Diet dogma has a life of its own. Even when science reveals the truth behind a diet fad or web rumor, the myth lingers on. Here are a few mistaken identities in the nutrition arena.
Myth No. 1: Vitamin supplements are a waste of time.
Fact: Every so often the news reports on a study that found supplements are unnecessary. Before you toss your vitamins, read on.
If a study came out finding that people who drank water had no lower risk for cancer, would you stop drinking water? If another study reported that people who meet their recommendation for protein were at no lower risk for heart disease than people who ate too little protein, would you eliminate protein from your diet? Probably not. Both water and protein are essential nutrients.
Vitamins and minerals are essential nutrients, too. The human body can’t make them, yet it needs them to survive and thrive. These essential nutrients must come from the diet on a regular basis and in amounts known to ensure life, as well as health. A lack of even one vitamin or mineral over time can have devastating consequences, in many cases even death.
Just because you’re not on your deathbed, is not a sign you are optimally nourished. National nutrition surveys spanning decades of research repeatedly find that many Americans do not meet the basic requirements for certain vitamins and/or minerals. One study found that 99 out of every 100 Americans don’t meet even minimum standards of a balanced diet. The USDA’s Healthy Eating Index, a tool to assess Americans’ eating habits, rating them on a scale of 0 to 100, consistently finds that most Americans score below or in the 60s, equivalent to an “F” or a “D” ranking on nutrition. Why not fill in the gaps with a moderate-dose, well-balanced multi-vitamin supplement on the days when you don’t eat perfectly? There is no harm in taking a moderate-dose multi-vitamin and mineral, in fact, people who supplement tend to be healthier. Supplementing responsibly is one of the lowest cost preventive measures you can adopt. (11,12,23)
Of course, popping a pill is not license to eat junk. That’s why they are called supplements, not substitutes for an excellent diet. Even the most staunch supporters of supplements agree that no pill can replace a healthy diet and lifestyle. It is one factor in a pattern of living that helps prevent disease and prolong the healthy years. (13-15)
Myth No. 2: Carbs are fattening.
Fact: Just the opposite. Starchy vegetables, like potatoes and corn, and 100% whole grains are quality carbs that are the mainstay of all diets worldwide, since they supply glucose, the main fuel for everything from muscles to brain. They also are excellent sources of vitamins, minerals, and fiber. For example, the fiber in oats (called beta glucan) helps to lower blood sugar and cholesterol, thus playing an important role in the management of diabetes and heart disease. That fiber also fills you up without filling you out, so is a great addition to any weight-loss diet. But, avoid their refined counterparts, such as white bread, and their high-fat friends, such as butter, cream cheese, and sour cream, since ounce for ounce these add-ons contain more than twice the calories. For example, a generous smear of butter has more calories than a slice of bread (108 versus 61 calories), while a plain potato has only 88 calories compared to the same potato French-fried, which packs more than four times the calories (354 calories). (25,26)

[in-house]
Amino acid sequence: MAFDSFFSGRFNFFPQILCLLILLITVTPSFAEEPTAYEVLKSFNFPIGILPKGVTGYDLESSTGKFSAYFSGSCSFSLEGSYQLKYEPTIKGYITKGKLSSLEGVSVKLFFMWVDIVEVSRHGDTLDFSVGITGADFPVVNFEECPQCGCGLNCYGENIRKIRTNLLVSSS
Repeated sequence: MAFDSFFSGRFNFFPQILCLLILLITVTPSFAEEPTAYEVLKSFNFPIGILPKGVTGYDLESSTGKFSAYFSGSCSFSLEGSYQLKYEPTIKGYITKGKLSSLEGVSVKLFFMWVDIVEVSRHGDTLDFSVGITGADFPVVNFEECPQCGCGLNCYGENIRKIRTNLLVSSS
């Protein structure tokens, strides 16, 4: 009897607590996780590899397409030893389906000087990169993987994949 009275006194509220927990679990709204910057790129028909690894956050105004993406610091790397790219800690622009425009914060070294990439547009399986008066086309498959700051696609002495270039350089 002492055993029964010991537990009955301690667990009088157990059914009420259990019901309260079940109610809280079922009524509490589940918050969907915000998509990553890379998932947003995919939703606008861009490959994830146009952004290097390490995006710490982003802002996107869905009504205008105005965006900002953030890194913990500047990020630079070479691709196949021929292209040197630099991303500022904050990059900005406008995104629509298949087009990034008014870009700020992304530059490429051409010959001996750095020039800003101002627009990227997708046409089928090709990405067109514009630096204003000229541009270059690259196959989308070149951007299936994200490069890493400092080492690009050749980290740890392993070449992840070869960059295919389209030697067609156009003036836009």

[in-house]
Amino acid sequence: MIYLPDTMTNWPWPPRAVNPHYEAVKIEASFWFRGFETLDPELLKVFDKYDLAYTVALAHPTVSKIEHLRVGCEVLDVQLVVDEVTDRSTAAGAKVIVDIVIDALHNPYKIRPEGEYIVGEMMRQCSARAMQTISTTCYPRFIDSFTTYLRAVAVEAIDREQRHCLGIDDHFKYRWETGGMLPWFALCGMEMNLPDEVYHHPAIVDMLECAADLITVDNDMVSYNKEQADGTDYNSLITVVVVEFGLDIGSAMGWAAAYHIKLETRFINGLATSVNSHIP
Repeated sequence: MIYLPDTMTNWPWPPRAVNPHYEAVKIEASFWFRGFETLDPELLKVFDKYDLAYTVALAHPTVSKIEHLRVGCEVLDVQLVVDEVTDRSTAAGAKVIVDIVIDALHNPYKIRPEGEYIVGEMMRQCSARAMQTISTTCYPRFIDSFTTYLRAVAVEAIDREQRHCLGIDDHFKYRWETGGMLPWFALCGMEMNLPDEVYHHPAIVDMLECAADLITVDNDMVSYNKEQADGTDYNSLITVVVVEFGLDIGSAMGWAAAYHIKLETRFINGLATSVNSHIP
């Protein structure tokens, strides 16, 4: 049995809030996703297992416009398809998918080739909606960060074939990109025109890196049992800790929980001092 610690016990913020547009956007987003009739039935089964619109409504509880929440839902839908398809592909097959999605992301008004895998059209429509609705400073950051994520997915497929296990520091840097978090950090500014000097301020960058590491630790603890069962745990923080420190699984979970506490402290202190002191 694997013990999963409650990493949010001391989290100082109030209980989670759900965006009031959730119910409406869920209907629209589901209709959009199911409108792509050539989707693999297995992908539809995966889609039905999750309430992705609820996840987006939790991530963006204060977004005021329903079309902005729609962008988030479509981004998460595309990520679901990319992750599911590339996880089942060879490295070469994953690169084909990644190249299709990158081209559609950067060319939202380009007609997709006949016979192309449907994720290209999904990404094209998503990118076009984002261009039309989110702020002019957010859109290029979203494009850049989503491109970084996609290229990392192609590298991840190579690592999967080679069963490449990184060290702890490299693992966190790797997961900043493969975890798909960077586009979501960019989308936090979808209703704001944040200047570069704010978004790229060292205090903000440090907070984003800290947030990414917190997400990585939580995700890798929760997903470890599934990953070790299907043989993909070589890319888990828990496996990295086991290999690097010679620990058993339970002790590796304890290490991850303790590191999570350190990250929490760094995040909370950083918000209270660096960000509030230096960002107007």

Myth No. 3: Women naturally gain weight after menopause.
Fact: Many women believe that weight gain is part of “the change.” But numerous studies, including one from Michigan State University, offer some surprising results. In this study of 28 postmenopausal women, menopause by itself was not the reason for weight gain. It was the level of physical activity that had the biggest impact on body weight – older women who were vigorously active maintained their girlish figures. (1-3)
Myth No. 4: Drinking a glass of water before a meal helps curb appetite.
Fact: Water does curb appetite, but mostly when it is incorporated into food, not gulped from a glass. Several studies from Pennsylvania State University found that only water in soups, thick beverages like tomato juice, and other liquid foods fills us up. In one study, women were given a snack of chicken rice casserole with a glass of water or a chicken rice soup that contained the same amount of water as broth. Results showed that the soup was more filling even though it contained 27% fewer calories than the casserole. The reason – water bound to food is filling, while a glass of water is not, is unclear, but it could be that the bound water slows digestion, whereas a glass of water just passes right through. (4)
Myth No. 5: Shellfish is high in cholesterol.
Fact: Yes, shrimp is high in cholesterol, containing more than a third of your daily quota or 130 milligrams in a 3-ounce serving. But, shrimp is low in fat and contains a smidgeon of heart healthy omega-3s, which might explain why a study from the University of Southern California found that eating shellfish, like shrimp, every week reduced heart attack risk by 59 percent. Besides, most of the cholesterol in your blood is made in the body from saturated fats consumed in the diet, and shrimp is very low in that artery-clogging fat. The bottom line: shrimp is a healthy addition to your diet, just don’t batter or fry it! (5)